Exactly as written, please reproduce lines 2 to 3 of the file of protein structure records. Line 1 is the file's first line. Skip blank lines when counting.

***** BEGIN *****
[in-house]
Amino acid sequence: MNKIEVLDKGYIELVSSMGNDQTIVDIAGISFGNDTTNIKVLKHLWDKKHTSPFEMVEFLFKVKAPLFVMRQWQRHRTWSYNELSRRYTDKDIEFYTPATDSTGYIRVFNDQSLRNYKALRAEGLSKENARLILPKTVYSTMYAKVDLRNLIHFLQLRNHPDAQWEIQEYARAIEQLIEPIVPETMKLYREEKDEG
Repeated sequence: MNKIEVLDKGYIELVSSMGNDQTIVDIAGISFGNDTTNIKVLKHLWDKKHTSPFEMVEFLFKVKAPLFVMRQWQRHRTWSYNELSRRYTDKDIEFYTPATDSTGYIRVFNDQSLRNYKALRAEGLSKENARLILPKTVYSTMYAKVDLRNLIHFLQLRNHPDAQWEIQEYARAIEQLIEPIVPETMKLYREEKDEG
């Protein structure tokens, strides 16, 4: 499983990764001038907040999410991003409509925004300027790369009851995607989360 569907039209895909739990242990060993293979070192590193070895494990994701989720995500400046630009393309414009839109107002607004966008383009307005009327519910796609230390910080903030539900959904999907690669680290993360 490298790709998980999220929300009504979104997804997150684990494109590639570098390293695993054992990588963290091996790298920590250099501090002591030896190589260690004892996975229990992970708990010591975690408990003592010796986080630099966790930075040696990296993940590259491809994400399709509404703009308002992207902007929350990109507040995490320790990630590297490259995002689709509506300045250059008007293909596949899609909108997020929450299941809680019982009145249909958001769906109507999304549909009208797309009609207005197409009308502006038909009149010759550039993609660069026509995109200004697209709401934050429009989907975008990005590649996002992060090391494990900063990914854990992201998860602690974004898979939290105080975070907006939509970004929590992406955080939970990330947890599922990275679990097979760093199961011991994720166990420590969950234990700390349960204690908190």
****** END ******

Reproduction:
Amino acid sequence: MNKIEVLDKGYIELVSSMGNDQTIVDIAGISFGNDTTNIKVLKHLWDKKHTSPFEMVEFLFKVKAPLFVMRQWQRHRTWSYNELSRRYTDKDIEFYTPATDSTGYIRVFNDQSLRNYKALRAEGLSKENARLILPKTVYSTMYAKVDLRNLIHFLQLRNHPDAQWEIQEYARAIEQLIEPIVPETMKLYREEKDEG
Repeated sequence: MNKIEVLDKGYIELVSSMGNDQTIVDIAGISFGNDTTNIKVLKHLWDKKHTSPFEMVEFLFKVKAPLFVMRQWQRHRTWSYNELSRRYTDKDIEFYTPATDSTGYIRVFNDQSLRNYKALRAEGLSKENARLILPKTVYSTMYAKVDLRNLIHFLQLRNHPDAQWEIQEYARAIEQLIEPIVPETMKLYREEKDEG